Today's news

January 13, 2006

History is history at Middlesex University
Middlesex University has announced it is to drop its history courses, following a review of its academic programmes. The university said it would not accept any more history students from September. Existing students will continue to be supported during their courses, it added. The announcement is a result of an ongoing review of the sustainability of courses, part of wider cost-cutting at the university. No decisions have been made about other degree programmes. Last month, Middlesex confirmed it was making 175 voluntary redundancies - including 33 academic staff - in a bid to save £10 million in operating costs. The move is expected to save about £5 million.
The Guardian

Stem cell researchers plan to create rabbit-human embryos
Hybrid rabbit-human embryos could be created in a plan under discussion by scientists and the fertility watchdog as a result of the Korean stem cell scandal. The team had intended to use human eggs to clone embryos in its efforts to create human stem cells for research on motor neurone disease, which kills 1,000 people a year in Britain. But the scientists, including Professor Ian Wilmut, who led the effort to clone Dolly the sheep, have been forced to think about alternatives as a result of the furore triggered by the falsification of stem cell data in South Korea. Dr Hwang Woo-suk's team appear to have coerced women into donating eggs.
The Daily Telegraph, The Independent, The Scotsman, The Guardian

College keeps ban on veils and hoodies
Imperial College has revised its dress code following protests from students but for security reasons it will still not permit hooded tops or the veils worn by some Muslim women. In a revised code agreed with the student union, the college says it applauds the variety of appearance brought by individual styles and choices of dress. Saris, turbans, skullcaps, kippahs and clerical collars are all welcome on campus. But security fears, heightened by animal rights protests as well as the July 7 bombings in London, mean the college insists all employees, students and visitors must be readily identifiable - usually by comparing their face to the photograph on their college identity card.
The Guardian

Dark discovery sheds light on the universe
A British-led team of astronomers may have discovered the first invisible galaxy without stars and held together by a mystery force. Scientists have suspected the existence of "dark galaxies" - areas in the universe containing a large amount of mass that rotates like galaxies, but with no stars - for years. But the mystery VIRGOH121 galaxy, 50 million miles away, is the first to tick all the boxes needed to prove the theory. Without any stars to give light, the galaxy could be found only using radio telescopes. It was first seen with the University of Manchester's Lovell telescope in Cheshire, and the sighting was confirmed using a telescope in Puerto Rico.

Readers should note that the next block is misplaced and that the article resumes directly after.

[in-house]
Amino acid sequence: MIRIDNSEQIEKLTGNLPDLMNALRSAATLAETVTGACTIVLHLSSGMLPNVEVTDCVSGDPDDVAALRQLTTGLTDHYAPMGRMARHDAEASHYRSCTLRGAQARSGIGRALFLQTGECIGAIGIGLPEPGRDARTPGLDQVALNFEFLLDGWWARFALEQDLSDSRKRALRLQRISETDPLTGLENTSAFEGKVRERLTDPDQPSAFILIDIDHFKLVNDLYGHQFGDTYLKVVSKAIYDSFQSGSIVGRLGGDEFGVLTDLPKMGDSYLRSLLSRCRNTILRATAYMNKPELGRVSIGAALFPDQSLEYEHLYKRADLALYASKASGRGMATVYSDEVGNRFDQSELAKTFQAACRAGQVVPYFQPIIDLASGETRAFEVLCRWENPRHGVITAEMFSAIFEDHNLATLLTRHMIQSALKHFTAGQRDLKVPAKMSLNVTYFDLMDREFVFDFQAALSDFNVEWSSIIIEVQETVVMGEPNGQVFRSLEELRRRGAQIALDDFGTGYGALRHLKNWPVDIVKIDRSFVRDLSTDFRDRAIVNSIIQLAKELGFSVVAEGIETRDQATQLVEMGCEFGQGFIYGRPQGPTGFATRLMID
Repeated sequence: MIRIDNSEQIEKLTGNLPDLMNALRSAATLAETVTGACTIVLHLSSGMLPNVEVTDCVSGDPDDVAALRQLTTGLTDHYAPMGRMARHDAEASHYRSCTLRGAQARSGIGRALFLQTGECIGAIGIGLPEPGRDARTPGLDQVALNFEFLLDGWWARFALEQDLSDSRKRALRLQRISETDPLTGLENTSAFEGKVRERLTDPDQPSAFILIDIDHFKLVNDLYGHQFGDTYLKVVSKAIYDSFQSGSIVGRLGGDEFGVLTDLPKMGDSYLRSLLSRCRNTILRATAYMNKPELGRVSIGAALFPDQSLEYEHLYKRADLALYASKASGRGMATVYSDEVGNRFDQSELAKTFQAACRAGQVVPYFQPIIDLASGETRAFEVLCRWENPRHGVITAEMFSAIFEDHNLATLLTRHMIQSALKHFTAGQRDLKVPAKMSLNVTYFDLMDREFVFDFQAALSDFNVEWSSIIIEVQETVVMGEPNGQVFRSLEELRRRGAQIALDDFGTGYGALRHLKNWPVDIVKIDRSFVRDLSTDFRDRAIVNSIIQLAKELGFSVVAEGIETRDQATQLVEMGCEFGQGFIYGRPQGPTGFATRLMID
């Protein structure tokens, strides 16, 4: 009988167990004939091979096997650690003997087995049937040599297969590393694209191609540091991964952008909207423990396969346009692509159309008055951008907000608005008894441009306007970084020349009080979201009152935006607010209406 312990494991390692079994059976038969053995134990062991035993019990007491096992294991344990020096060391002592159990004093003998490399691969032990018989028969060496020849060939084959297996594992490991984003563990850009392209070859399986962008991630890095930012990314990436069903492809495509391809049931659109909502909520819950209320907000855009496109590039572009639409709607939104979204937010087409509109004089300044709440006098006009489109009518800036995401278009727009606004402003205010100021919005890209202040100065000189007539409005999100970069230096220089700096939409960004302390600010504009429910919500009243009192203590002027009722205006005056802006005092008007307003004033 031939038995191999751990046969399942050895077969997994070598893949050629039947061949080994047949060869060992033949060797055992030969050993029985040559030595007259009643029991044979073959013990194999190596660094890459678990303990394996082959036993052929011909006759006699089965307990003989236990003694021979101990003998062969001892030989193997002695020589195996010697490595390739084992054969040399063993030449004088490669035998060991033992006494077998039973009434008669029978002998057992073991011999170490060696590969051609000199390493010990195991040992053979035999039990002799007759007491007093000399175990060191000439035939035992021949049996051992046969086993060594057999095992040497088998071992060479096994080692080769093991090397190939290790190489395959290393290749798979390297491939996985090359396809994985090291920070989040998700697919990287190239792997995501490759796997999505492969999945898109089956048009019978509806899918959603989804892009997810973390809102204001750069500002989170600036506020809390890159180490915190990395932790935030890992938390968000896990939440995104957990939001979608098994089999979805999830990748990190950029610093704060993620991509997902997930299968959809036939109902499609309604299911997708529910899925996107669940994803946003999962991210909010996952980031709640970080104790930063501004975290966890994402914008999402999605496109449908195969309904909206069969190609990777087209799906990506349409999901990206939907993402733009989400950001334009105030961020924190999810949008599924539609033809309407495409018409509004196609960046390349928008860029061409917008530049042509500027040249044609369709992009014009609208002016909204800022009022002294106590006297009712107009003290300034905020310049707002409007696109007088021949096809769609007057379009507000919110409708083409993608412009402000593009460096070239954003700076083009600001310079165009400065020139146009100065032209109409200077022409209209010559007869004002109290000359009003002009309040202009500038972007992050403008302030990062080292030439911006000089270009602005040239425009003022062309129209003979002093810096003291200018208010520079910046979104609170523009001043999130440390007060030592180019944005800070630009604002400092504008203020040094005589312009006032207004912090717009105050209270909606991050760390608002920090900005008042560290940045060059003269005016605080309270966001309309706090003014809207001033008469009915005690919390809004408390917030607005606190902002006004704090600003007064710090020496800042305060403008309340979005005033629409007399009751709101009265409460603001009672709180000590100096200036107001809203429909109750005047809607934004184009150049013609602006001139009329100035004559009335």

The Scotsman

I was only horsing around, says student held over gay gibe
The Crown Prosecution Service has decided not to pursue a case against an Oxford University student who went up to a mounted policeman and suggested that his horse was gay. The horse did not complain, but the police did. Sam Brown, 21, from Belfast, was out on the town with friends last May celebrating the end of his finals. Mr Brown, then of Balliol College and now a graduate in English literature, decided to exercise his skill in the English language when he and a group of carousing friends encountered a mounted patrol of the Thames Valley Police in the city’s High Street. “Excuse me,” Mr Brown ventured to the officer towering above him, “do you realise your horse is gay?”. It seemed a harmless enough, if not rivetingly witty, remark. Moments later, however, Mr Brown was sobered when officers arrested him and charged him under Section 5 of the Public Order Act for making homophobic remarks.
The Times

Scientists trot out green pigs that glow
Taiwan, home to the world's first transgenic glowing fish, has successfully bred fluorescent green pigs that researchers hope will boost the island's stem cell research, a professor said yesterday. By injecting fluorescent green protein into embryonic pigs, a research team at National Taiwan University bred three male transgenic pigs, said Professor Wu Shinn-Chih, of the university's Institute and Department of Animal Science and Technology. "There are partially fluorescent green pigs elsewhere but ours are the only ones in the world that are green from inside out. Even their hearts and internal organs are green," Professor Wu said.
The Daily Telegraph, The Times

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